Director: David Mackenzie
Writers: Jonathan Asser
Cast: Jack O’Connell, Ben Medelsohn, Rupert Friend
Starred Up busts its way onto the indie scene like a grimacing skin head with glass shards strapped to his knuckles, intent on violently shaking up the flagging genre of hard hitting British drama. The few offerings to have surfaced from the limited finances of the British film industry recently have generally been of such low quality they could often be mistaken as parody, and are clearly only green lit in the first place based on some delusional idea that the Guy Richie ‘Mockney’ thing is still relevant.
Starred Up sheds all of the marketable cliches and gimmicks, stripping itself down to a raw experience reminiscent of the extreme low budget classics like Scum and Nil By Mouth. Devoted to a similarly unflinching and depressing view of reality, this almost old school experience seeks to rattle its audiences nerves, challenge their sympathies with deeply flawed characters, and oppress their senses with relentless tension and brutal violence.
It is a single minded approach to storytelling seemingly unique to British film makers and our cultures cynically bleak view of the world. Though this tendency to wallow in the inescapable misery of the low end of society may seem at times odd to a global audience – who would no doubt rather be whisked away on a magical journey of escapism – it offers a unique voice to the world of cinema which should be embraced.
After being moved to a high security adult prison, young offender Eric Love finds himself targeted as easy prey but this irrepressible hard case has other ideas than becoming the inmates’ new bitch. Looking to prove himself as dangerous enough to be not worth tangling with his disruption creates a problem for both the guards and the inmates who together maintain order on the wings.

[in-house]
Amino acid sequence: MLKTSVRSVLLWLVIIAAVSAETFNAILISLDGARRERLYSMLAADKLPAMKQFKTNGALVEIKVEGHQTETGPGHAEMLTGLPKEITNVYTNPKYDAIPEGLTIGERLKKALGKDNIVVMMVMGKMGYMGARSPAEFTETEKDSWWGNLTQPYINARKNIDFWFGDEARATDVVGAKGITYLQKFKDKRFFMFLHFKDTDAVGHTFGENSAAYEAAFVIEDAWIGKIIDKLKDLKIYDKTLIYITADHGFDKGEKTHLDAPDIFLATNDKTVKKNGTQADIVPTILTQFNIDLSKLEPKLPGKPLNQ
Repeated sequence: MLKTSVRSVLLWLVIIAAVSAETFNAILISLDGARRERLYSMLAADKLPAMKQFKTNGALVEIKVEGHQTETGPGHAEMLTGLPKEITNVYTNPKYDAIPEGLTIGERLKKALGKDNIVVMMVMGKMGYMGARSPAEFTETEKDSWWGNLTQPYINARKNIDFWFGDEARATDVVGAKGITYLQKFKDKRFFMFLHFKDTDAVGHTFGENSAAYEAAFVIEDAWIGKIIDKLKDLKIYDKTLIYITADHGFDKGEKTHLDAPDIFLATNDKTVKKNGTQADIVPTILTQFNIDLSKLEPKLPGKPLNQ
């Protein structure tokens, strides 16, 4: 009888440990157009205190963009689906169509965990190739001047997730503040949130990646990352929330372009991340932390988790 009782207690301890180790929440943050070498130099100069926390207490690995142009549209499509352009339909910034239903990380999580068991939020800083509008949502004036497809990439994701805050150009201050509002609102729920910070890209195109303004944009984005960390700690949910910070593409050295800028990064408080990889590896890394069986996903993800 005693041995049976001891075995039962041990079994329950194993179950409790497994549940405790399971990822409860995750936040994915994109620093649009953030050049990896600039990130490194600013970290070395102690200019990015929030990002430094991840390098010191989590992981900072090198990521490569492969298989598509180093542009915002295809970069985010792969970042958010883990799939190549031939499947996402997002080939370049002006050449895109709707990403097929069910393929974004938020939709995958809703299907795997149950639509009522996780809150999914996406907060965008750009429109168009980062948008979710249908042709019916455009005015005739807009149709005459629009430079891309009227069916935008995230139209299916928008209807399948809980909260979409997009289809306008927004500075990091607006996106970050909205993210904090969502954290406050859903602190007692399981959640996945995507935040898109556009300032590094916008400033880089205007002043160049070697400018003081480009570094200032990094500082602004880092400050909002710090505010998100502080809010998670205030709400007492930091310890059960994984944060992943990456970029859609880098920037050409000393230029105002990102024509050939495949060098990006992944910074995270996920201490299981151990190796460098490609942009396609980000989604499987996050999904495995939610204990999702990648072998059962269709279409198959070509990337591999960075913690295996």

The prisoners entrust Eric’s estranged father, also an inmate, to persuade him to accept their protection, while the guards grant a social worker a seemingly hopeless attempt to teach him to control his rage. Just as in This is England the story develops into a father figure struggle over the conscious of a stubborn but role model-less youth.
While the drama steadily builds the ever present sense of threat felt by Eric frames even the most functionary of scenes with an uncomfortably tense undercurrent, always suggesting that somebody is about to get their eyeballs gauged out of their sockets.
Despite never expanding this narrow focus the drama still somehow achieves a striking sense of epicness as the series of intertwining power struggles and personality clashes build towards an inevitably explosive climax.
What really sets Starred Up above similar films is a truly unsettling hyper realism. From the dehumanising processing of new inmates, to Eric’s shocking grasp of underhand survival techniques, the early scenes set the standard and clearly point to intensively researched detail and genuine anecdotal accounts. It continues into the intricate dialogue of the therapy sessions – a level of realism surely impossible to achieve based on imagination.
Though it is the writing and acting which sets Starred Up above the usual drama the visuals also achieve the highest levels of British Independent cinema. The unpolished grainy look of classic British dramas is replicated but combined with the striking lighting and frame composition usually better demonstrated by American counterparts.
There is little to fault here.
Perhaps with so many combustible testosterone fueled characters prone to extreme explosions of anger sharing the same limited space, the hard man factor does reach slightly overbearing levels. Shouting matches, shanking’s, fist fights and head kickings abound. This is not an experience to sit back and relax to but then what can you expect from the subject matter?
There are also perhaps one too many stock prison archetypes making up the ranks on both sides of the law, particularly the elder-statesman gangster who holds court from his cell, and the sadistic prison warden venting his own problems onto the prisoners. Then again maybe well-worn tropes are established for a reason and these hierarchies do actually exist to some degree, and given that the story is based on the writers real life experiences as a prison social worker, it is hard to argue that there isn’t some substantial truth behind the cliches.
Perhaps the overall story arch is slightly exaggerated and orchestrated for cinematic effect but you can be sure that the general atmosphere of oppression and constant fear is as realistic as film is likely to achieve, and as close to experiencing the real thing as you would want to be.
Prison eh? It’s little more than a holiday camp these days…